How much water do we need to drink?

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Two liters of water a day is a general rule of thumb. However, it is not scientifically proven. Among others, the kidney specialist Heinz Valtin writes that. The former professor of physiology and neurobiology at Dartmouth University has looked for the origin of this recommendation in numerous publications. In vain. “I have found no scientific proof that absolutely everyone needs to drink at least two liters of water a day,” says Valtin. Where the myth of the two liters comes from is not clear, he adds.

How much water is needed?

According to the German Nutrition Society (DGE), an adult should drink about 1.5 liters of water a day. Less than 1 liter per day is not enough to keep the body adequately hydrated. The body also needs many fluidconsiderablesome situations, such as extreme heat, extreme cold, fever, vomiting, and diarrhea. Sports or physical work also mean that we need more water.

People who eat a lot of fruit, vegetables, and soups also absorb fluids through solid food and therefore need to drink less. Even meat provides juice—the best sign of a lack of fluids: is thirst.

Do you have to drink when you are not thirsty?

If you’re young and healthy: no. That’s according to researchers at the Monash University Biomedical Institute in Australia. In a series of experiments, they have proven that the body resists drinking too much water. For their study, the scientists examined the brain functions and perception of the test subjects. They found that the swallowing reflex is inhibited when the body is sufficiently supplied with water. This vital mechanism prevents us from taking in too much fluid.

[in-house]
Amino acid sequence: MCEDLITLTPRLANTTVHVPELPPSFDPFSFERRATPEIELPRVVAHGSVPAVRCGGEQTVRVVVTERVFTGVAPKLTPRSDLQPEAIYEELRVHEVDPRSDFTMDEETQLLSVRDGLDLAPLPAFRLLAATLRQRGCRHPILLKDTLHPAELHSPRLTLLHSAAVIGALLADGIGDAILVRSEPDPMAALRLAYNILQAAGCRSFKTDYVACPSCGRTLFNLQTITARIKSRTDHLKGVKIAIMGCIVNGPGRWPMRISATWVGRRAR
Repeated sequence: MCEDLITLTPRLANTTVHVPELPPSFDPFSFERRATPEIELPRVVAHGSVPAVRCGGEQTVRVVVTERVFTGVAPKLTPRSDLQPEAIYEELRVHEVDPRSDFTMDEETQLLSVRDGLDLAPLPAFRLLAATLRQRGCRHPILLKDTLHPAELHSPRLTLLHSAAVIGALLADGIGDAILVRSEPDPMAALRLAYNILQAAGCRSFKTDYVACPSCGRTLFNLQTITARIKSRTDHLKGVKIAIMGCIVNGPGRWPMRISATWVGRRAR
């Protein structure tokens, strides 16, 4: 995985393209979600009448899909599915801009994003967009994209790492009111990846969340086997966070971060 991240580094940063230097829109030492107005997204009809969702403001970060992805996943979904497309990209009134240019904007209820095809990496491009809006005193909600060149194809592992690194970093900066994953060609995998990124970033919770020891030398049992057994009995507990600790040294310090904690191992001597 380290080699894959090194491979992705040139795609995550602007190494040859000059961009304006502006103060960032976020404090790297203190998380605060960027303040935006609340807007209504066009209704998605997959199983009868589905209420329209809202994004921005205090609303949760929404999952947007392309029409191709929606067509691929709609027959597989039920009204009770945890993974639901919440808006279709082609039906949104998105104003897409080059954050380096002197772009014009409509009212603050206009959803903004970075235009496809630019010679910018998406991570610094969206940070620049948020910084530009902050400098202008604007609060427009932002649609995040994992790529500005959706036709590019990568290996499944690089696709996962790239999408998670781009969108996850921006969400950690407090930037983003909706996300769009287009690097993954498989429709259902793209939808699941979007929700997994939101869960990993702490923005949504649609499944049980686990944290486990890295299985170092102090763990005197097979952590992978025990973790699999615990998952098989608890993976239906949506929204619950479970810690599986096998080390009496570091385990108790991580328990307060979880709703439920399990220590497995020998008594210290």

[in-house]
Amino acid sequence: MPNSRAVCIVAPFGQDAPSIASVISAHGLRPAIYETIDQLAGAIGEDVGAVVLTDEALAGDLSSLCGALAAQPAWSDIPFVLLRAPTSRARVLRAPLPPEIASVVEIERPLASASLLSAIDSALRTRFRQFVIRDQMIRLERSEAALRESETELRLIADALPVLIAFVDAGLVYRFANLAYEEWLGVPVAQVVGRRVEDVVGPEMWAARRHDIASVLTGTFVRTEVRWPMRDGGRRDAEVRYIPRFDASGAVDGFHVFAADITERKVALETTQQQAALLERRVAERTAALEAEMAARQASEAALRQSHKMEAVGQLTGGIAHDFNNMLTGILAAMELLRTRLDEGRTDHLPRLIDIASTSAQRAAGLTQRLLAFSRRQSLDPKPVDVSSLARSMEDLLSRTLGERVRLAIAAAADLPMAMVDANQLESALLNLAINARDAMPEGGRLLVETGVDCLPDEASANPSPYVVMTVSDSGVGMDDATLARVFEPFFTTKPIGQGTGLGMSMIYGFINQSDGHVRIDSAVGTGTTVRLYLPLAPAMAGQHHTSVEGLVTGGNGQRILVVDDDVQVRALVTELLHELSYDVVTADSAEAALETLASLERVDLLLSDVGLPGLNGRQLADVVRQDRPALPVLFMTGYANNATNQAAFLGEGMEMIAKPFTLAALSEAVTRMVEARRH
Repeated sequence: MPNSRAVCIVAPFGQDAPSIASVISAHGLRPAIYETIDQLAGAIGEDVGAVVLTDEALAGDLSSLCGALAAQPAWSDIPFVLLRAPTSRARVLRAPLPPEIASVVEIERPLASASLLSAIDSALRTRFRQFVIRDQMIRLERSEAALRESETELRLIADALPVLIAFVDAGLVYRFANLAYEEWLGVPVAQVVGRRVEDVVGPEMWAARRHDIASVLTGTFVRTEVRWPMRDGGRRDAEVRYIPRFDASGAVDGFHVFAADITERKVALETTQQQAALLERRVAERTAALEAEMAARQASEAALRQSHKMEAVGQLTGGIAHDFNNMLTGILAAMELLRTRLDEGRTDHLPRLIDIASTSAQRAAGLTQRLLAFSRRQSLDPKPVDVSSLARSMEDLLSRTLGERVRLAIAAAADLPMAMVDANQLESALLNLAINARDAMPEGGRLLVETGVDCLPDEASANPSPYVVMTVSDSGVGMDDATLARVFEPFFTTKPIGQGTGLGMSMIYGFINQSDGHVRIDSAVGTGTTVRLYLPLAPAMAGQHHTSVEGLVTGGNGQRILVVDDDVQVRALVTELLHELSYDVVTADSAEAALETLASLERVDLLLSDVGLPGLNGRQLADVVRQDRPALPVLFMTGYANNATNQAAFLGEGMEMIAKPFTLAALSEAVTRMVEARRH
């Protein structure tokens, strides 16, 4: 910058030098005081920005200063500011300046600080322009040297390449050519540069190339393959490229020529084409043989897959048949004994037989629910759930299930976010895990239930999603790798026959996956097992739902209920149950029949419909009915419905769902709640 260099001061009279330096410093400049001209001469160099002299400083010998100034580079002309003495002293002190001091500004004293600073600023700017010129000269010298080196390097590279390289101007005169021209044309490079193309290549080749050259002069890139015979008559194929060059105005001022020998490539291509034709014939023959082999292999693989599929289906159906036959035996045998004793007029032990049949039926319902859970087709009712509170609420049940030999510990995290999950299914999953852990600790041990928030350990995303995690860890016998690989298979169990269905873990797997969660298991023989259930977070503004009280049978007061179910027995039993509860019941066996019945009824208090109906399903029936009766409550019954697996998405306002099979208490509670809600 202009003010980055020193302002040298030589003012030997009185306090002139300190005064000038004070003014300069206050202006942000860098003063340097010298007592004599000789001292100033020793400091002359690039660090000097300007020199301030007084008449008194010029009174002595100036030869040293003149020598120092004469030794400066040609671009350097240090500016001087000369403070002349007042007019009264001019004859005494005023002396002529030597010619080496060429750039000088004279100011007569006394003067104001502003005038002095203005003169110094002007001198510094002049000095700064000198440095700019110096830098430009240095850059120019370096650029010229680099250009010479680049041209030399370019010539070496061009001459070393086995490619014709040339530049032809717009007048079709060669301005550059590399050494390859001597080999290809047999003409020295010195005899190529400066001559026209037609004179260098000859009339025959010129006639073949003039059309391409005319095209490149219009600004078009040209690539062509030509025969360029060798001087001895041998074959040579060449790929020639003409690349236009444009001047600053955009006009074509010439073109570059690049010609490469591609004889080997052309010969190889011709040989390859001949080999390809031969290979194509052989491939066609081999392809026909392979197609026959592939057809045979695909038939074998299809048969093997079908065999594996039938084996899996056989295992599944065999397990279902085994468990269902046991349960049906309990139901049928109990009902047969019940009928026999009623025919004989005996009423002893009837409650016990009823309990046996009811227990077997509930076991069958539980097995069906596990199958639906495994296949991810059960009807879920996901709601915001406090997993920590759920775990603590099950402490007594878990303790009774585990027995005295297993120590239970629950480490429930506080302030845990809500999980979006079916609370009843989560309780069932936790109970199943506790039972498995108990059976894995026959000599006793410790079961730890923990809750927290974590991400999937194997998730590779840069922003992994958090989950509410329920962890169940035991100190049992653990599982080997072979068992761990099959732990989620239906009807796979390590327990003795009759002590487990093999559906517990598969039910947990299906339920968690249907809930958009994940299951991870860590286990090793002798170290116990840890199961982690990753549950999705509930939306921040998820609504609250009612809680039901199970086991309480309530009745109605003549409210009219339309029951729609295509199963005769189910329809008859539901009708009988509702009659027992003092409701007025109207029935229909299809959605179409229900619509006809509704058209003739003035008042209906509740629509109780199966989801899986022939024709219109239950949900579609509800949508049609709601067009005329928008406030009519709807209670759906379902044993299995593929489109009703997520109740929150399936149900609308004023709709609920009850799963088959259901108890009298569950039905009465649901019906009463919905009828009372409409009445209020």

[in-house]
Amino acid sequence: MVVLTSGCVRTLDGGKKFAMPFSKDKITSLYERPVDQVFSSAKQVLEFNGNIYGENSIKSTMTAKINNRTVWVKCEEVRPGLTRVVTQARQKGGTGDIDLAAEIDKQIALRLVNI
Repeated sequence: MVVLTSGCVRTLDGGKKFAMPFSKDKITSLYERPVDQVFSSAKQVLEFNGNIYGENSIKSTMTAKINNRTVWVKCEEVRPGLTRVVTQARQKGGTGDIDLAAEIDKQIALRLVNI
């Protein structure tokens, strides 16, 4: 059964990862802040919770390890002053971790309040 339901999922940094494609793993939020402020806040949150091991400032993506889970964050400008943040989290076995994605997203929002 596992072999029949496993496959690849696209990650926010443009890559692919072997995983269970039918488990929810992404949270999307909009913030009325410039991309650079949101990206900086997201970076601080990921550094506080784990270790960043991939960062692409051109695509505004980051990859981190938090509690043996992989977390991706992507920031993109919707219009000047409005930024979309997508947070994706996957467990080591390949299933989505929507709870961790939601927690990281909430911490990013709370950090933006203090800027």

Nutritionist Uwe Knop from Eschborn also says that healthy people should only drink when they feel thirsty. Thirst, he says, is the only indicator that shows when you need fluid.

However, some people do not develop a real sense of thirst. Seniors, for example, often drink too little and can become life-threateningly dehydrated. An area of the brain that functions less reliably in old age is to blame. People with health restrictions, such as kidney problems or diabetes, should not rely solely on their thirst. Children often have too little appetite as well.

Is it possible to drink too much water?

Yes, and it can be fatal. However, such dramatic cases are sporadic. For example, at the Ironman in Frankfurt in 2015, an athlete died because he drank too much water. Deaths have also occurred in drinking competitions. This is usually so-called hyponatremia, also known as water intoxication.

The danger here is not in the amount of liquid but its composition. Anyone who consumes five or more liters in a few hours upsets their salt balance – hence the name “hyponatremia,“ which translates roughly as “low sodium.“ Water increasingly penetrates the body’s cells, resulting in edema and swelling caused by water retention. Especially in the brain, these edemas can be life-threatening.

Symptoms of water intoxication include drowsiness, nausea, headaches, and seizures. Water intoxication can be avoided by first and foremost listening to your thirst and drinking water that has been fortified with mineral salts.